URGENT Dalkon Shield Maker Files Reorganization Plan
RICHMOND, Va. (AP) _ A.H. Robins Co., operating under bankruptcy-court protection because of pending health claims against its Dalkon Shield birth control device, unveiled a reorganization plan Thursday that includes a $1.75 billion trust fund to settle the claims.
″We think that it is a fair plan, a plan that will bring certainty of payment,″ Robins attorney James C. Roberts told the two federal judges overseeing the pharmaceutical company’s reorganization in U.S. Bankruptcy Court here.
But Murray Drabkin, the chief lawyer for women seeking compensation for alleged Dalkon Shield injuries, said the plan ″is going to have a hard struggle getting confirmed″ by Robins’ creditors.
Robins filed under Chapter 11 of the U.S. Bankruptcy Code on Aug. 21, 1985. Although solvent, Robins took the step to settle the flood of litigation relating to the alleged health problems caused by the Dalkon Shield.
At the time, about 5,100 claims were pending against the company, which pulled the device from the market in 1974.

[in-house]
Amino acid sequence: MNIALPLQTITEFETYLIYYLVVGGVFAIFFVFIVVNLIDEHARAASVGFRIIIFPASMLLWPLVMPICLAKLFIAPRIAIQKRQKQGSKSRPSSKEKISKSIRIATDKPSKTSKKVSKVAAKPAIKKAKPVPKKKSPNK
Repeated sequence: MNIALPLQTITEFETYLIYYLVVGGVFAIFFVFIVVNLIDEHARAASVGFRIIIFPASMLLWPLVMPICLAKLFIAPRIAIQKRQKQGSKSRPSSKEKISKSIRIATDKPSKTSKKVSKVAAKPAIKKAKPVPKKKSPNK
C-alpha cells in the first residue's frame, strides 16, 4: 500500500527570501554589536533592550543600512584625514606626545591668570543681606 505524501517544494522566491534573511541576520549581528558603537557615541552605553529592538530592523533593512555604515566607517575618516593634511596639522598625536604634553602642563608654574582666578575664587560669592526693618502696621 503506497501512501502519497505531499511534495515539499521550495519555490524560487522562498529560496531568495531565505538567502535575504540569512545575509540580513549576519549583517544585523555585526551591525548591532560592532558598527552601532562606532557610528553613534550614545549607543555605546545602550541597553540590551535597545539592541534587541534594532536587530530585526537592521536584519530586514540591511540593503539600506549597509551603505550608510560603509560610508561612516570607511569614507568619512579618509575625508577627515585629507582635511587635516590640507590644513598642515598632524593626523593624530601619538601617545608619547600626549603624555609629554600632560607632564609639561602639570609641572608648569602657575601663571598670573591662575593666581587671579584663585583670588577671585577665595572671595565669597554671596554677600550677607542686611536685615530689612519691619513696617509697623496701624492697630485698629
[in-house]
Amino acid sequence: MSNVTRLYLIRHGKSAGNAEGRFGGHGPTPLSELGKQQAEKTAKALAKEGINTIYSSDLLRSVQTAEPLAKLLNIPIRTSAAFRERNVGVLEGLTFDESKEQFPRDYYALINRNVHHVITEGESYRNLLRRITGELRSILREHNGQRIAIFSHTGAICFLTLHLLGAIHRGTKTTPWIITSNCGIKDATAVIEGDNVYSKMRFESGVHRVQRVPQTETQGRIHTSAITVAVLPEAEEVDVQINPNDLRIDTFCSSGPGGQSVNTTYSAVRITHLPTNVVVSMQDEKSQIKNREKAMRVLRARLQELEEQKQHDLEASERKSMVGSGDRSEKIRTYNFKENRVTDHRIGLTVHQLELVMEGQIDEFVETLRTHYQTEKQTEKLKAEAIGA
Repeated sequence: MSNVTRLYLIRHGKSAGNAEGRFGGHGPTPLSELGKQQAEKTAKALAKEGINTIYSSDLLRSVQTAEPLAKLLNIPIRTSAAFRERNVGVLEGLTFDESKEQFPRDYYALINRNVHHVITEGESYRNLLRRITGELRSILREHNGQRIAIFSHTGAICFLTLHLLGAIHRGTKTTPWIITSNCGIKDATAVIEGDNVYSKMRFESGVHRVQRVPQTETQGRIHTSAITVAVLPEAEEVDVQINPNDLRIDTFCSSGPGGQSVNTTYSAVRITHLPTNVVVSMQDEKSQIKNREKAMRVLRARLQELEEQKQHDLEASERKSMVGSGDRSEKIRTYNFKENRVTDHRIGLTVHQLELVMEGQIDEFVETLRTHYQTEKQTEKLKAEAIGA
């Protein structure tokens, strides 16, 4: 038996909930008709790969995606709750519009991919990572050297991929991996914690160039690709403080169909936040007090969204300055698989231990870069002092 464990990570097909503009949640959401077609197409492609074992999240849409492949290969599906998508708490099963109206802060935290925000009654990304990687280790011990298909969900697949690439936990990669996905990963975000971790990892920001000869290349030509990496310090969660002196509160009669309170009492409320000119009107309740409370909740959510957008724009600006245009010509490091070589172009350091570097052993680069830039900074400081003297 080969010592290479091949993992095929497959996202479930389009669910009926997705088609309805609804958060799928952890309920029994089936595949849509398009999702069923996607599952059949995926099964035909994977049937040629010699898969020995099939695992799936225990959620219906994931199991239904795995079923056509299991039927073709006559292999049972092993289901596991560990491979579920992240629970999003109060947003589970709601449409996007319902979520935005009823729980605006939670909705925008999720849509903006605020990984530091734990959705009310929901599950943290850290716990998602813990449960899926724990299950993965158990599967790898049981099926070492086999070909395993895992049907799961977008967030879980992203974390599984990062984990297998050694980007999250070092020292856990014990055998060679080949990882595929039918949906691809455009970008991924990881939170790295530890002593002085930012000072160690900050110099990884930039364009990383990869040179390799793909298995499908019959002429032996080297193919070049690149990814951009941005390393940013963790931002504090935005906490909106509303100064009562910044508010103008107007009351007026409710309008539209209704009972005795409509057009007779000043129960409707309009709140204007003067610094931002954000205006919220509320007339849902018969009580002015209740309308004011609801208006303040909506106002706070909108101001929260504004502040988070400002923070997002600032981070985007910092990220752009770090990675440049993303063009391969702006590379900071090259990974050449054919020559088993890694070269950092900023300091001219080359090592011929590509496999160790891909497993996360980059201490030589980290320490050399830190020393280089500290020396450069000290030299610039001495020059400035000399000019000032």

Under Chapter 11, a company continues operating but its protected against creditors’ lawsuits while it works out a reorganization plan.
The proposal announced Thursday calls for the creation of a trust fund that would resolve and pay for Dalkon Shield claims.
Robins would provide the fund with an initial $75 million cash infusion, and another $1.675 billion would be made available to the fund through a line of credit issued by a group of banks led by Manufacturers Hanover Trust Co. in New York.
Robins said it also would be required to provide $840 million to Manufacturers Hanover to partially secure the line of credit.
In all, Robins said it would need $1.1 billion in cash to emerge from bankruptcy court. The company said it expected to provide about $300 million of the total from internally generated funds, and the rest would be borrowed.
″The plan filed today will provide for full and fair payment to Dalkon Shield claimants as well as payment in full to general and unsecured creditors,″ E. Claiborne Robins Jr., president and chief executive, said in a statement.
But Drabkin questioned the reliability of the banks’ commitment, and said the plan overall ″isn’t certain.″
″This is not cash,″ Drabkin said. ″This is a promise.″
U.S. District Judge Robert R. Merhige Jr., who is hearing the case with U.S. Bankruptcy Judge Blackwell N. Shelley, said the proposal represented a step in the eventual settlement of the Robins case.
″We’ve still got a way to go, but we’re moving,″ Merhige said.